The Kaag Lakes, called Kagerplassen in Dutch, are a small lake system just northeast of the city, and are a real favourite with Leiden locals. Popular for boating, swimming, fishing, camping, watersports and walking, the area around the lakes is quintessentially Dutch. Typical Dutch windmills, animals grazing in the waterfront meadows, cute old wooden boats and gorgeous spring flowers make the Kaag Lakes a wonderful escape from the city. Hire a boat and explore the islands, take a lesson in sailing in one of the many schools and learn about the unique ecology of this beautiful wet fenland area.
The Zuid-Kennemerland National Park is a jewel in the heart of the Randstad, the densely populated area containing Amsterdam, Rotterdam, The Hague and Utrecht. Despite the general urbanisation of this area, Zuid-Kennemerland has escaped intact, and is famous for its beautiful sand dunes, forests and beaches. The dunes are used as a watershed for the nearby city of Haarlem, and owing to their lime-rich composition are home to some rare plant species, as well as a variety of songbirds and mammals including deer, hedgehogs and squirrels. There is also a population of European bison or wisent, introduced into the park in 2007 and viewable from a purpose-built platform. There is a small public swimming area between Bloemendaal and Zandvoort known as the Wed.
Just north of Leiden near the small town of Lisse, the Keukenhof Gardens are a Dutch institution. Known as the Garden of Europe, Keukenhof, which means ‘kitchen garden’. is the world's largest flower garden, with around 7 million flower bulbs planted annually. Between mid-March and mid-May the gardens explode in a riot of colour, with tulips of every shade and shape on display. Back in the 15th century, the gardens were a hunting ground, as well as providing herbs for the nearby castle of Jacqueline, Countess of Hainaut. Now, with an annual flower parade plus fantastic events such as the Christmas fair and many classical music performances, Keukenhof is an unmissable destination for anyone visiting Leiden.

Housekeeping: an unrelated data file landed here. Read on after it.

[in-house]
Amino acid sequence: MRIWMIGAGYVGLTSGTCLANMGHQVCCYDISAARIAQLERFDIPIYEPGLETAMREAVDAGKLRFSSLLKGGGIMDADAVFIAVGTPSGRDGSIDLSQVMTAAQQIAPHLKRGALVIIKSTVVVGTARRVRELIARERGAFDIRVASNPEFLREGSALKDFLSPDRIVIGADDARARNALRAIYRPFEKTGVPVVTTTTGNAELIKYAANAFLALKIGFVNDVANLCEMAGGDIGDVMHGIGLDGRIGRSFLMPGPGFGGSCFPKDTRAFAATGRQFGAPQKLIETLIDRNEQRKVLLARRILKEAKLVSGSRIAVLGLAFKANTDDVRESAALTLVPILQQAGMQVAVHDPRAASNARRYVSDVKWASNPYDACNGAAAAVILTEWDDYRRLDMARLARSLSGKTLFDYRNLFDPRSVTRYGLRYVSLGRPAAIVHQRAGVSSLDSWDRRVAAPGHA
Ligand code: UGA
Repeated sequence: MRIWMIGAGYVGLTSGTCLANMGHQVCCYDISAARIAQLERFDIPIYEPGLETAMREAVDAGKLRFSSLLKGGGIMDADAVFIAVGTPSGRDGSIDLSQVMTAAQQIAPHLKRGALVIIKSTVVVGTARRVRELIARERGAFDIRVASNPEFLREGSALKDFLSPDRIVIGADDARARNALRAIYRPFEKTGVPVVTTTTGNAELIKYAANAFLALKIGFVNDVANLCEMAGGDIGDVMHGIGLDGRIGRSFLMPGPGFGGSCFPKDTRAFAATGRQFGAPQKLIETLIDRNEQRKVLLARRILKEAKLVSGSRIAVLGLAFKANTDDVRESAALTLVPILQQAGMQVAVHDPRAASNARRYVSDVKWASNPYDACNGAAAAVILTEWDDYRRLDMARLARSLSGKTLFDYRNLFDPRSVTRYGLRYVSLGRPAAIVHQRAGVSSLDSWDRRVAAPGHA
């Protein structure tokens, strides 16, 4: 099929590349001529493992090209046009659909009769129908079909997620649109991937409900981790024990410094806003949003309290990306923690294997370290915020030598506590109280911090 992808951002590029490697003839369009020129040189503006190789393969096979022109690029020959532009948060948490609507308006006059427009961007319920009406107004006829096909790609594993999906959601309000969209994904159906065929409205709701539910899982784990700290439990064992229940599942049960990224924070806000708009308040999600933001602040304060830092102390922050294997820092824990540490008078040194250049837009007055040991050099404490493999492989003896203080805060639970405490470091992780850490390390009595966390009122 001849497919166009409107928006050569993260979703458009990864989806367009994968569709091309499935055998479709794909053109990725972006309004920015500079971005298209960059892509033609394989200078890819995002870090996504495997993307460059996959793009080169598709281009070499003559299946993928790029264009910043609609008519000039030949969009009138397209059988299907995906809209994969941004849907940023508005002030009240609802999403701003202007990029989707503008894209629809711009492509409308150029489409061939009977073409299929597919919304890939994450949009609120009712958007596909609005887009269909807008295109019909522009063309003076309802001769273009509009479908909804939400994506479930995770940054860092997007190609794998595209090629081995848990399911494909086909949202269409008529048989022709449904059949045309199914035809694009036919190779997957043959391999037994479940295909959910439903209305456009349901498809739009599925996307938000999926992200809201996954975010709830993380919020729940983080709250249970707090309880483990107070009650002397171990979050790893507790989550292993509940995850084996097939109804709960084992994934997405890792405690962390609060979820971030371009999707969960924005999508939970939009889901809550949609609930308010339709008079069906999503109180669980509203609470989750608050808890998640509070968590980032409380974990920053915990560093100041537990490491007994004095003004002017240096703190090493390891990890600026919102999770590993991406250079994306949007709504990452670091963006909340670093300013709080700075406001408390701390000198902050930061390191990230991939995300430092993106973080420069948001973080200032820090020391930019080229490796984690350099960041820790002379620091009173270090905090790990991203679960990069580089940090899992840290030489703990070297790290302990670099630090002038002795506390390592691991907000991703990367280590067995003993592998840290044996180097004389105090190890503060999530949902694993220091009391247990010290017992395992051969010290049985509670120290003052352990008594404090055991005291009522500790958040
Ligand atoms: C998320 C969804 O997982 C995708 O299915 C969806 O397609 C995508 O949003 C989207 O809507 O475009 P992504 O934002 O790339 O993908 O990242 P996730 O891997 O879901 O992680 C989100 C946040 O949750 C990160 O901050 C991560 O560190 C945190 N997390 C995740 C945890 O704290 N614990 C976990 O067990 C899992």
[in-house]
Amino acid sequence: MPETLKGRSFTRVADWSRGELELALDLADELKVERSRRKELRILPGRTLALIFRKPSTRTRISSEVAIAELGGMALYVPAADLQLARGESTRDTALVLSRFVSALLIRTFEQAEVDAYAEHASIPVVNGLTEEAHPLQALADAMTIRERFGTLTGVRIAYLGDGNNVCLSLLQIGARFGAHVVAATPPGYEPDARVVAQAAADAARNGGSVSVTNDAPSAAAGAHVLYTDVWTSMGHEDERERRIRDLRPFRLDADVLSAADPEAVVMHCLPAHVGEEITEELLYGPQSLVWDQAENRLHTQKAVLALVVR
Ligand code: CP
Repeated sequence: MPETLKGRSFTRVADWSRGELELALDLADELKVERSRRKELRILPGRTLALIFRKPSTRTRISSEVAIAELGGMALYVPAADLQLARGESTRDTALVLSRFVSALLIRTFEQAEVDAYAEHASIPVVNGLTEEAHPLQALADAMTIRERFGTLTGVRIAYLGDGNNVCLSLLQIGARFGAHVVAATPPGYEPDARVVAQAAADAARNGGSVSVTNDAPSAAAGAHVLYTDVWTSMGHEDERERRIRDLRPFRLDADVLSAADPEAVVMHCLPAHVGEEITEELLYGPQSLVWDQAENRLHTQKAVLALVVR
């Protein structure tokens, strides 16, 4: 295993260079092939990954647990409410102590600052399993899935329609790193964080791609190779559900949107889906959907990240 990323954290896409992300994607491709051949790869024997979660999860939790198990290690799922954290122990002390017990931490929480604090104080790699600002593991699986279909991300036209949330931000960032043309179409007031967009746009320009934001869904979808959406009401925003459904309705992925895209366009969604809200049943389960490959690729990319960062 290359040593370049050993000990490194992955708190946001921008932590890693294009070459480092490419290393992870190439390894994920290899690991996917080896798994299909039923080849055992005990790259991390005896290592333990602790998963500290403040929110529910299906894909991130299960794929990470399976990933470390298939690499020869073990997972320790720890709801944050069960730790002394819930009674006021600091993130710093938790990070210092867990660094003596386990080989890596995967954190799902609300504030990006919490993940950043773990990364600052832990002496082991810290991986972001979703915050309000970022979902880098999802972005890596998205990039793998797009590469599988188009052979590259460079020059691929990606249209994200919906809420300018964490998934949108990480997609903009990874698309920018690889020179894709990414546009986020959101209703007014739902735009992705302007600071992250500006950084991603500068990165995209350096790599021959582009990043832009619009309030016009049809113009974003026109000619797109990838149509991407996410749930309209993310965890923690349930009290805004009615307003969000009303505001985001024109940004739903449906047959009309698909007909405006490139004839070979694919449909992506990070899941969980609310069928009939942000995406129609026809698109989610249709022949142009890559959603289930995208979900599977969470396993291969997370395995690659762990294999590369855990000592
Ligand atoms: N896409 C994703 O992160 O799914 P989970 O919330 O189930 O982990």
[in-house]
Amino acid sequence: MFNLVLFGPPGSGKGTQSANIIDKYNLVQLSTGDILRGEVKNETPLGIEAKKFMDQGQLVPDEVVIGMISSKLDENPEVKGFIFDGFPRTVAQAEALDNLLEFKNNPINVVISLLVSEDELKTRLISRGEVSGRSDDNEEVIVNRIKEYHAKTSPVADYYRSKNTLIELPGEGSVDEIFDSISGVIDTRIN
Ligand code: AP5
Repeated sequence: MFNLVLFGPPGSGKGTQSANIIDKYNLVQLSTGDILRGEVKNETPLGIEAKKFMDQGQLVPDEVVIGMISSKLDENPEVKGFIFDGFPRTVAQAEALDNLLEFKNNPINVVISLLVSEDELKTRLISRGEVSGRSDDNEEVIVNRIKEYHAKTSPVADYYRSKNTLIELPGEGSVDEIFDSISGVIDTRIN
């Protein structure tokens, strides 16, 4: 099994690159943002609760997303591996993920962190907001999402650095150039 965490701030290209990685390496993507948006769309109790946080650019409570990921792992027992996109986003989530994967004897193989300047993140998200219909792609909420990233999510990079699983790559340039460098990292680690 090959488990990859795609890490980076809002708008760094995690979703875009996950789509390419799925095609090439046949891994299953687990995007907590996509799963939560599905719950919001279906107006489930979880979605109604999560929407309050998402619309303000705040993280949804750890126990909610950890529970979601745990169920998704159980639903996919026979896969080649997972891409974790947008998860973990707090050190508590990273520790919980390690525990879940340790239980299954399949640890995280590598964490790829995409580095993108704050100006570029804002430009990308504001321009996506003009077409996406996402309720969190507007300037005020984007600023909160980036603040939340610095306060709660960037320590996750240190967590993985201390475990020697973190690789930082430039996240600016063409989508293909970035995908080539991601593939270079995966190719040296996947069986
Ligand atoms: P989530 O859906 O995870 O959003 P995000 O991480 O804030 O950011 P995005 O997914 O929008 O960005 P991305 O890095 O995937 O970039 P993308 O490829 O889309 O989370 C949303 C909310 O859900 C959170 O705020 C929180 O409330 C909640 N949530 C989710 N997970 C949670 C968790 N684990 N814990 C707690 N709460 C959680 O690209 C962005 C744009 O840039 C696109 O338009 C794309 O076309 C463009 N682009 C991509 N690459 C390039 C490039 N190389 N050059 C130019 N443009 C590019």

Edam-eaters, gouda-guzzlers and Leerdammer-lovers would be really cheesed off to miss Alkmaar, famous for its fantastic cheese market or ‘kaasmarkt’. With arcane traditions a-plenty, the Friday cheese market has been running for centuries, where huge rounds of cheese are hand-weighed, inspected and sold in the shadow of beautiful mediaeval buildings. Nowadays it's more for show than business, as attested to by the rather silly hats, ceremonial bell-ringing and tongue-in-cheek atmosphere that surrounds the whole affair. The cheese connoisseurs even barter in the old style, clapping each others hands and shouting, and carry the cheese around on strange boat-shaped ‘barrows’ which gives the cheese carriers their distinctive walking rhythm, known as the ‘cheese carriers’ dribble’. Don't forget your camera and make sure to say cheese!